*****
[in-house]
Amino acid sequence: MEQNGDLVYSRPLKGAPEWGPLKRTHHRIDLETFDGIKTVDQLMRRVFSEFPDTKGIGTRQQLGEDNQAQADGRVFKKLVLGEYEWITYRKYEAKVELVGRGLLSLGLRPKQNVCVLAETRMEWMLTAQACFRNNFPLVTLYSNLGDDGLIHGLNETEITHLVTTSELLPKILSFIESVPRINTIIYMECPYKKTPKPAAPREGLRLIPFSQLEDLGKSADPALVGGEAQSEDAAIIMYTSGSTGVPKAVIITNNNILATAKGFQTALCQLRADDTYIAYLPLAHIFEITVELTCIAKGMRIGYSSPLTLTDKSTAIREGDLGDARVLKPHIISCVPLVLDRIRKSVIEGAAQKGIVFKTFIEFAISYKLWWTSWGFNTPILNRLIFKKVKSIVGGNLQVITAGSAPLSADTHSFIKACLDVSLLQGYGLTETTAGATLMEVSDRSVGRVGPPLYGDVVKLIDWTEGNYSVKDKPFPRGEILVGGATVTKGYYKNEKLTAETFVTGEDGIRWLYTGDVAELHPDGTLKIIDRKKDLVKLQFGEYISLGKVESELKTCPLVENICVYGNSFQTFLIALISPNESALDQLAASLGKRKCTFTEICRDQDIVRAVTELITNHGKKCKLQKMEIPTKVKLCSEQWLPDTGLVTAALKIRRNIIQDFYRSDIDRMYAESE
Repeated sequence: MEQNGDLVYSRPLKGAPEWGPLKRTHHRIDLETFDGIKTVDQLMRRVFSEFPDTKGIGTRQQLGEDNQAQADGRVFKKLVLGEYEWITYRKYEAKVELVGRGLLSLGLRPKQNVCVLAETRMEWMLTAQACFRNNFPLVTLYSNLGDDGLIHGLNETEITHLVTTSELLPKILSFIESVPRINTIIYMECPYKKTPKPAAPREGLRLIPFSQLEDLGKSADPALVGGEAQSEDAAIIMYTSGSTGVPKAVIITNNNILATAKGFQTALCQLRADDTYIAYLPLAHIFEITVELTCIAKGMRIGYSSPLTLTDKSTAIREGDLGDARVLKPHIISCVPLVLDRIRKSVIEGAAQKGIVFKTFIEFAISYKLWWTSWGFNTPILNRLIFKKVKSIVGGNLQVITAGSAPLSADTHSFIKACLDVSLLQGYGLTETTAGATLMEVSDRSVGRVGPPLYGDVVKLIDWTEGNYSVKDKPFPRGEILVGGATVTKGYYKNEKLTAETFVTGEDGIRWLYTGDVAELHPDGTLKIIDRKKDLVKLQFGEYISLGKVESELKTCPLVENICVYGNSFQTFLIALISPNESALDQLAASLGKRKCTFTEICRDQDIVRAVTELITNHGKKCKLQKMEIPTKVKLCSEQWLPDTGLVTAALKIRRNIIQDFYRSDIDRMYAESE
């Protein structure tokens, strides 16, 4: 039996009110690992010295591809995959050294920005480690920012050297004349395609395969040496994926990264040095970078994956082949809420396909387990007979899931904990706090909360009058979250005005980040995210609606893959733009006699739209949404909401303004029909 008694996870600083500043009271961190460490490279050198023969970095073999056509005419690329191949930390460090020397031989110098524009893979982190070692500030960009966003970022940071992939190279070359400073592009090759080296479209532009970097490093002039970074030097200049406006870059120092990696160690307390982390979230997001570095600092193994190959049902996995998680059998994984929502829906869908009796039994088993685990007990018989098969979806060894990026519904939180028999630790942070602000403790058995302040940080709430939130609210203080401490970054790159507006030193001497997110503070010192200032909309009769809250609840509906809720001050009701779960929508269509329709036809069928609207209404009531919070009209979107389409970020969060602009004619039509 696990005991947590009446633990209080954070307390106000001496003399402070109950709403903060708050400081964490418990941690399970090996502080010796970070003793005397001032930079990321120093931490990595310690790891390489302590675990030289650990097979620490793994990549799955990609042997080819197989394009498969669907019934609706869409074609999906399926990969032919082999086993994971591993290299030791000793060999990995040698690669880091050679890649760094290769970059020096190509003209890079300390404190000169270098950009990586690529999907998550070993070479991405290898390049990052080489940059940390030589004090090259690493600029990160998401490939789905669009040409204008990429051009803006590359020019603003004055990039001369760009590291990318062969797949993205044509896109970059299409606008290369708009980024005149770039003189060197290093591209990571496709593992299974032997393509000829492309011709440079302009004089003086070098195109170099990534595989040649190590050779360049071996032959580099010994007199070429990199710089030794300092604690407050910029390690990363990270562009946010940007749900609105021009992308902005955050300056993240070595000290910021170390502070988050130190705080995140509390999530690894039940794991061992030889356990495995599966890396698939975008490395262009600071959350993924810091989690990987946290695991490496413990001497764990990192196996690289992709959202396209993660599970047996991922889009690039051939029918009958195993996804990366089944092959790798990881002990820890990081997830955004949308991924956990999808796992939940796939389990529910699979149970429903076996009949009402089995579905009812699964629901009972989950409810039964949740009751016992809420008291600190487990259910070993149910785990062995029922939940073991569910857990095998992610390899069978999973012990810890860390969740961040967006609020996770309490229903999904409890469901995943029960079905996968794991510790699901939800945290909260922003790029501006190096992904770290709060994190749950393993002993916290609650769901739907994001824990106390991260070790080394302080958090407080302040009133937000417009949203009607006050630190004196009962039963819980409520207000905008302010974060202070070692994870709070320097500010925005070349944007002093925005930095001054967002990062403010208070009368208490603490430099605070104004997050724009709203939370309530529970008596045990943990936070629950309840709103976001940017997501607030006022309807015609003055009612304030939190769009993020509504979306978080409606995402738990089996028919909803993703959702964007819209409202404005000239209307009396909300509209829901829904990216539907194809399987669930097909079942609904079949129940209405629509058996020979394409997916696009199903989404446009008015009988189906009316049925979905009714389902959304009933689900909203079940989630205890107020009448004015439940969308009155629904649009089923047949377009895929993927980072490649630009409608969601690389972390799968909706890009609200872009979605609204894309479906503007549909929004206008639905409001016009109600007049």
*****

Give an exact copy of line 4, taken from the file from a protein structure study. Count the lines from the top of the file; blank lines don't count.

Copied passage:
């Protein structure tokens, strides 16, 4: 039996009110690992010295591809995959050294920005480690920012050297004349395609395969040496994926990264040095970078994956082949809420396909387990007979899931904990706090909360009058979250005005980040995210609606893959733009006699739209949404909401303004029909 008694996870600083500043009271961190460490490279050198023969970095073999056509005419690329191949930390460090020397031989110098524009893979982190070692500030960009966003970022940071992939190279070359400073592009090759080296479209532009970097490093002039970074030097200049406006870059120092990696160690307390982390979230997001570095600092193994190959049902996995998680059998994984929502829906869908009796039994088993685990007990018989098969979806060894990026519904939180028999630790942070602000403790058995302040940080709430939130609210203080401490970054790159507006030193001497997110503070010192200032909309009769809250609840509906809720001050009701779960929508269509329709036809069928609207209404009531919070009209979107389409970020969060602009004619039509 696990005991947590009446633990209080954070307390106000001496003399402070109950709403903060708050400081964490418990941690399970090996502080010796970070003793005397001032930079990321120093931490990595310690790891390489302590675990030289650990097979620490793994990549799955990609042997080819197989394009498969669907019934609706869409074609999906399926990969032919082999086993994971591993290299030791000793060999990995040698690669880091050679890649760094290769970059020096190509003209890079300390404190000169270098950009990586690529999907998550070993070479991405290898390049990052080489940059940390030589004090090259690493600029990160998401490939789905669009040409204008990429051009803006590359020019603003004055990039001369760009590291990318062969797949993205044509896109970059299409606008290369708009980024005149770039003189060197290093591209990571496709593992299974032997393509000829492309011709440079302009004089003086070098195109170099990534595989040649190590050779360049071996032959580099010994007199070429990199710089030794300092604690407050910029390690990363990270562009946010940007749900609105021009992308902005955050300056993240070595000290910021170390502070988050130190705080995140509390999530690894039940794991061992030889356990495995599966890396698939975008490395262009600071959350993924810091989690990987946290695991490496413990001497764990990192196996690289992709959202396209993660599970047996991922889009690039051939029918009958195993996804990366089944092959790798990881002990820890990081997830955004949308991924956990999808796992939940796939389990529910699979149970429903076996009949009402089995579905009812699964629901009972989950409810039964949740009751016992809420008291600190487990259910070993149910785990062995029922939940073991569910857990095998992610390899069978999973012990810890860390969740961040967006609020996770309490229903999904409890469901995943029960079905996968794991510790699901939800945290909260922003790029501006190096992904770290709060994190749950393993002993916290609650769901739907994001824990106390991260070790080394302080958090407080302040009133937000417009949203009607006050630190004196009962039963819980409520207000905008302010974060202070070692994870709070320097500010925005070349944007002093925005930095001054967002990062403010208070009368208490603490430099605070104004997050724009709203939370309530529970008596045990943990936070629950309840709103976001940017997501607030006022309807015609003055009612304030939190769009993020509504979306978080409606995402738990089996028919909803993703959702964007819209409202404005000239209307009396909300509209829901829904990216539907194809399987669930097909079942609904079949129940209405629509058996020979394409997916696009199903989404446009008015009988189906009316049925979905009714389902959304009933689900909203079940989630205890107020009448004015439940969308009155629904649009089923047949377009895929993927980072490649630009409608969601690389972390799968909706890009609200872009979605609204894309479906503007549909929004206008639905409001016009109600007049």